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Running In a Rebuilt Motorcycle Engine


Running In a Rebuilt Motorcycle Engine
John H Glimmerveen Licensed to About.com

What Is Running In?

During a restoration, the engine and gearbox will most likely have been rebuilt with new parts. As with a new bike, a rebuilt engine will require a period of "running in" or "bedding in," which is the process of meshing interconnecting engine parts. But how should that running in period be undertaken, and how long should it last?

When a new bike is sold at a dealer's, the new owner will receive advice about the running in phase - either from the sales staff or via the owner's manual. But a classic motorcycle may be too old, or the original owner's manual may not have survived, for there to be any information on the run-in phase.

The original owner's manuals, on machines from the 80s onward, all followed similar run-in recommendations. The new owners were instructed to keep the engine revs below about one third of the max available (2600 rpm where the limit is 8000, for instance) for the first 500 miles.

This limit was then increased to one half of the revs available for the next 500 miles, and finally, the owners were cautioned to take the revs higher only periodically. In addition to riding their machines to these rev limits, the riders had to take their machines to a dealer for frequent oil changes: 500 miles, 1000 miles and 3000 miles, typically.

Check the Oil Pump During Running In

With the classic bike, the mechanic will have assembled it by liberally coating all the touching parts--that is the crankshaft, pistons, gears, even the oil pump gears.

But before the engine is running for the first time, it is very important to check that the oil pump is working and the oil is circulating (See the article on Triumph 'C' series oil pumps). Checking the oil pump in this way should be undertaken with the spark plugs removed. However, the plugs should be grounded and the mechanic must be cautious as pressurized fuel will be ejected from the open plug hole.

If at all possible, this phase should be done without the ignition on. At the very least replace the plugs back in their caps and ground them away from the opening into the cylinder.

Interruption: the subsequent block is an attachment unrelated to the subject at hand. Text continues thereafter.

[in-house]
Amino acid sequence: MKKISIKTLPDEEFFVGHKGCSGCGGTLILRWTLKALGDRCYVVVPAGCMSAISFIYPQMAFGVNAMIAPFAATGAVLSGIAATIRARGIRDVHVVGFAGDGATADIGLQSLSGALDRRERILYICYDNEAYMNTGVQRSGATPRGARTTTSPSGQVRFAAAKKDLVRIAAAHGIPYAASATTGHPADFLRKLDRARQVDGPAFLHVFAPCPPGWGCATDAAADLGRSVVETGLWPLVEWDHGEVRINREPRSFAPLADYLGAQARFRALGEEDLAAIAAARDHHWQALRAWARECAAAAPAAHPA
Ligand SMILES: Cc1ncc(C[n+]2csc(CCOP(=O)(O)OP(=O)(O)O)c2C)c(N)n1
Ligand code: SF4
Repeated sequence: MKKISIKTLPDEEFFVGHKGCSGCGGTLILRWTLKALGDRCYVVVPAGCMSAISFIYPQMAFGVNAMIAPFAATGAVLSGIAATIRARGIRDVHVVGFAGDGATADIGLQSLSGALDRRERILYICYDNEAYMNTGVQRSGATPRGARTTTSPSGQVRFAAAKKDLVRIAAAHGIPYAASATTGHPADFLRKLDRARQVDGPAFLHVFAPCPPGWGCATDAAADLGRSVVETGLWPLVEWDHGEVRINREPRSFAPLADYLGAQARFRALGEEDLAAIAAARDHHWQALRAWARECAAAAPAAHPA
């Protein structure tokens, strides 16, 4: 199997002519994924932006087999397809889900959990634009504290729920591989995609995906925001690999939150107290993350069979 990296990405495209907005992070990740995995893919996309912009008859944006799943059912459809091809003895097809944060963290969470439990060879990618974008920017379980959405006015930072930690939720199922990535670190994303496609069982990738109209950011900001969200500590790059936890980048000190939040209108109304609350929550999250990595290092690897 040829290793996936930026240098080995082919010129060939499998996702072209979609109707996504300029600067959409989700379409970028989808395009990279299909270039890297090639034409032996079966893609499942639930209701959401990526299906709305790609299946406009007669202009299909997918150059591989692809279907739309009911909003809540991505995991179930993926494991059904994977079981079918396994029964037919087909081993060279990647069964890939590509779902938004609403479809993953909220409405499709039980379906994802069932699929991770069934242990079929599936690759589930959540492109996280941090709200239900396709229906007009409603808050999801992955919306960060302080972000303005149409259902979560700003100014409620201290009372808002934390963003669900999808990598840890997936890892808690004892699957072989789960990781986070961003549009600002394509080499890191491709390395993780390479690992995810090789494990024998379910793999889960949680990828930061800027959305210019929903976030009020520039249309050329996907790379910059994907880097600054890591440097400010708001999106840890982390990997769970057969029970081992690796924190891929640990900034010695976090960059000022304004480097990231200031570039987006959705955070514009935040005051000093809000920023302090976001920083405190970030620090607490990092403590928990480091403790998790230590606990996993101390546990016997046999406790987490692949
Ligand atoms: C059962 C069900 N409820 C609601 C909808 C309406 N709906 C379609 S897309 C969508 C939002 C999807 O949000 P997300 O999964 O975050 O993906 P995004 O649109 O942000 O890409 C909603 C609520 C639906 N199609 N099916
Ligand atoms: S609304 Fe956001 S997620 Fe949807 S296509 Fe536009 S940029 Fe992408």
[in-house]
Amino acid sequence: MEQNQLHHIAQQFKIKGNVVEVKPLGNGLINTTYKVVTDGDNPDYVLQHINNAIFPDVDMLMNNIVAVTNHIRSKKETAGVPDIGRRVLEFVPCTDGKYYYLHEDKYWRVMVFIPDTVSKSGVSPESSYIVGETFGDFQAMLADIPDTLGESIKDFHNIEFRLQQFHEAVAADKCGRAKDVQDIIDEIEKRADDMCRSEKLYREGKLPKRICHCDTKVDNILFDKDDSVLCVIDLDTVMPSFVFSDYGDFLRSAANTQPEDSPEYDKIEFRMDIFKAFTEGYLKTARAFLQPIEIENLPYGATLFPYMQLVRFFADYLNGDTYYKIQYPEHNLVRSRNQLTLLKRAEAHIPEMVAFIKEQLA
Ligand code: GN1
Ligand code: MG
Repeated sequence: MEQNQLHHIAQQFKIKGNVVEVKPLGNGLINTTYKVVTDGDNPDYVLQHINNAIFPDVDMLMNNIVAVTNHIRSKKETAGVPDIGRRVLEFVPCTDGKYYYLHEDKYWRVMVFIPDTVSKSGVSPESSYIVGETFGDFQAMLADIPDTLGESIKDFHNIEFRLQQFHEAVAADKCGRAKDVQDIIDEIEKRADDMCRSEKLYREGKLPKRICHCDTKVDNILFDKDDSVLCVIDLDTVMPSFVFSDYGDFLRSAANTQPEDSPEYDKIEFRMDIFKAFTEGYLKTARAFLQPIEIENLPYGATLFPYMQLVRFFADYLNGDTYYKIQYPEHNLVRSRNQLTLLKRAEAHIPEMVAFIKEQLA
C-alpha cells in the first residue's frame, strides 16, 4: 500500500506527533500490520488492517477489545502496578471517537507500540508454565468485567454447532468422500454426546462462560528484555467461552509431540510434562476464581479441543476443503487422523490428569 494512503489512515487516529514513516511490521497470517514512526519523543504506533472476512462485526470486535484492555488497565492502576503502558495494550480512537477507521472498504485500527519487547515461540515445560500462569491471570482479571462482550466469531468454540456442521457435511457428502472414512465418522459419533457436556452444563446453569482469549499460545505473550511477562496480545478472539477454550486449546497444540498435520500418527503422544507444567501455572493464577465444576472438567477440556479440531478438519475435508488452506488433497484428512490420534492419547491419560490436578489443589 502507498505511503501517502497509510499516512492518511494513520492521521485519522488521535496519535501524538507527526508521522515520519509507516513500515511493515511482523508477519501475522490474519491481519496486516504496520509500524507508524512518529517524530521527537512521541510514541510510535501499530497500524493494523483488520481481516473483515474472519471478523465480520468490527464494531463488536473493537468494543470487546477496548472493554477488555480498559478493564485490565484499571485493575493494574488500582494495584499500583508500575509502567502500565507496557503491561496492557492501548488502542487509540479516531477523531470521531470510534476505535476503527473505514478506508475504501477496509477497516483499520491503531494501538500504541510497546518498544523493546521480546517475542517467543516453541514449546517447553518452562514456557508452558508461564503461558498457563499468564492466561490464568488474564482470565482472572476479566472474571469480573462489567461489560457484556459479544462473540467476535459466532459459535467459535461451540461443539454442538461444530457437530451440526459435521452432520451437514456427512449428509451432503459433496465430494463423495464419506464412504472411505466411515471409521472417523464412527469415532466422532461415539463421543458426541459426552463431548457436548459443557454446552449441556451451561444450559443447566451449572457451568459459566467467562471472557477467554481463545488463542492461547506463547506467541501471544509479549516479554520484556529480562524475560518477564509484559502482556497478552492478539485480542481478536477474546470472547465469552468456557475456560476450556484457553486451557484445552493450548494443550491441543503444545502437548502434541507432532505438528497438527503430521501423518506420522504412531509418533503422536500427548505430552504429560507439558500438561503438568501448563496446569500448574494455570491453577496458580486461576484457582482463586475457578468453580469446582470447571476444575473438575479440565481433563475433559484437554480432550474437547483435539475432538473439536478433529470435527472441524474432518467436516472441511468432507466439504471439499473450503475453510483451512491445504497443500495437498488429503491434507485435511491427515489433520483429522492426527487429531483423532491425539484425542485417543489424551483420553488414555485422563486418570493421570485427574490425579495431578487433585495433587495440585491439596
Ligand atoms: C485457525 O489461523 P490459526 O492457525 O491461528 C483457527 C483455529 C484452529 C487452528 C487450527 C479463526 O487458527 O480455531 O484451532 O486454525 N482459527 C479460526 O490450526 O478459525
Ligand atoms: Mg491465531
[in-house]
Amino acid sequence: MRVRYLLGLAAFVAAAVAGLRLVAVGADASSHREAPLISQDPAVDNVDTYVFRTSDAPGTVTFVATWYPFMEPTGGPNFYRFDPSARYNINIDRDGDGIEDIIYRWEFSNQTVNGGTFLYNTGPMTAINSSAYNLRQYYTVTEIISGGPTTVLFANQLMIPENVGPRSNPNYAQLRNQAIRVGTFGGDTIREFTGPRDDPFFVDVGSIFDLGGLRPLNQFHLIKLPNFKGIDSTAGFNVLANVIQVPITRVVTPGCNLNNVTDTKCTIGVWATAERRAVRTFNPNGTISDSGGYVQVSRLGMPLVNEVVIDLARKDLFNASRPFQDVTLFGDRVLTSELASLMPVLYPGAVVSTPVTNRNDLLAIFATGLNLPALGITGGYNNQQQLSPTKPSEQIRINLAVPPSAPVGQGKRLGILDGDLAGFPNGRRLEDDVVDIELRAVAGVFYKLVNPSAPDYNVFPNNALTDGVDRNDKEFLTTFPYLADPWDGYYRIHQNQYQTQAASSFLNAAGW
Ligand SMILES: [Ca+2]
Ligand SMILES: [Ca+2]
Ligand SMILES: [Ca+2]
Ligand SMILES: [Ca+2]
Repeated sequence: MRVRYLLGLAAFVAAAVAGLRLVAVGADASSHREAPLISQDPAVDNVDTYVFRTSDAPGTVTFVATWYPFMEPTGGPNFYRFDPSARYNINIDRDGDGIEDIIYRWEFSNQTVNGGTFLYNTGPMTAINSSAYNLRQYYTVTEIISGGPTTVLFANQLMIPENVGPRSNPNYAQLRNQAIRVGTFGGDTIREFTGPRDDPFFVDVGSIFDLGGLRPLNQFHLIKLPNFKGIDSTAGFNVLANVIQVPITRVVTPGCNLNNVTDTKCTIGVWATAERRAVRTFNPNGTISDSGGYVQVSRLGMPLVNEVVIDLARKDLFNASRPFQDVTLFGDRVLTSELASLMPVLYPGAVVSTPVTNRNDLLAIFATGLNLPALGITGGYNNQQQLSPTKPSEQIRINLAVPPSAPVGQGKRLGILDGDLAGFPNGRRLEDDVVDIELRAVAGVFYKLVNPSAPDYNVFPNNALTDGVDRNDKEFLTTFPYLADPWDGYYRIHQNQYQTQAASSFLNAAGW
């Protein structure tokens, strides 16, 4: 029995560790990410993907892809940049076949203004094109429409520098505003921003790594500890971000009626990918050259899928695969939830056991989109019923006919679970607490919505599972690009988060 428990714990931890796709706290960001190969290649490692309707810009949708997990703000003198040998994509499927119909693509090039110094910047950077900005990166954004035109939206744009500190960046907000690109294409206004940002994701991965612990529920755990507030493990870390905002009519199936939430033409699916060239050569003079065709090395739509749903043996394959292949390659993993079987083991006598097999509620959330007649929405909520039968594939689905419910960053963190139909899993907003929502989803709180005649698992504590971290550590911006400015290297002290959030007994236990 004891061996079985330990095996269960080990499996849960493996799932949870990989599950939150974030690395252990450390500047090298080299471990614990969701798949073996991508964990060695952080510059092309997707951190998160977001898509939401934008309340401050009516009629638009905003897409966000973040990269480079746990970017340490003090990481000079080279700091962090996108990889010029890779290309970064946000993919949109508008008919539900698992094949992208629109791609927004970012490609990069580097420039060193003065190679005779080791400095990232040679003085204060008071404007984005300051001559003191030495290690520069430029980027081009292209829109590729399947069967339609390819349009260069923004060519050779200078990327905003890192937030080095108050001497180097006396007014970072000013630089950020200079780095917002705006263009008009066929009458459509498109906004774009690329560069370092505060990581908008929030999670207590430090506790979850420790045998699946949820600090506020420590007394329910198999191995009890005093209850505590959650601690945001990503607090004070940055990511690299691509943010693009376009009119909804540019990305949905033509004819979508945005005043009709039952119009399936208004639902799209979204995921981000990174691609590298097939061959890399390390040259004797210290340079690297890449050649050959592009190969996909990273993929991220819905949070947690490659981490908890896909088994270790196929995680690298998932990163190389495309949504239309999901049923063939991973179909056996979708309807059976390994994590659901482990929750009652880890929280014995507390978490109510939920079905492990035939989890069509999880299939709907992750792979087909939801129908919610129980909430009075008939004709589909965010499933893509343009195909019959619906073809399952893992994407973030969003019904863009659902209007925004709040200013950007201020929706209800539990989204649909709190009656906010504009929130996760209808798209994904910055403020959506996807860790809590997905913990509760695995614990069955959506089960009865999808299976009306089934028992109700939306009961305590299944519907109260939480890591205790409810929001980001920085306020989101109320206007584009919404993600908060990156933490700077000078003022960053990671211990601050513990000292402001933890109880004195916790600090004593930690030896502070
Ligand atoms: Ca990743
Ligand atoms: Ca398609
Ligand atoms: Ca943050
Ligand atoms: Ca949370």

Having rotated the engine for a short time (15 second bursts will help protect the starter motor - where fitted), the oil level should be checked. This is particularly important with dry sump systems. When the mechanic is sure the oil system is working correctly (and the plugs have been refitted), the engine should be started but the revs kept as low as possible.

The engine temperature should be increased until it is at the normal operating range. With an air-cooled bike, the normal operating range will be achieved after about three minutes of running time.

Running In the Gearbox and Clutch

Besides the engine, the gears and clutch will need to be run-in. In addition, the clutch may need to be freed the first time the bike is to be ridden, as the clutch plates tend to stick together after being soaked in oil.

To free the clutch, the mechanic should rock the bike backwards and forwards with first gear selected. While doing this, he should pull the clutch lever in. This will free off the clutch and help to avoid the bike lurching forward as fist gear is selected and possibly damaging the gearbox. (This also applies to bikes that have stood for some time).

Running in a gearbox requires the rider to be positive with his selection method (to avoid grating the gears). He should also change gears frequently.

As recommended by manufacturers, the engine and gearbox oils should be changed after the first 500 miles and again at 1000 miles. This is particularly important for unit construction engine/ gearbox designs, where the engine and gearbox share common oil.

Finally, at around 1000 miles, the cylinder head bolts and casing bolts should be re-torqued.

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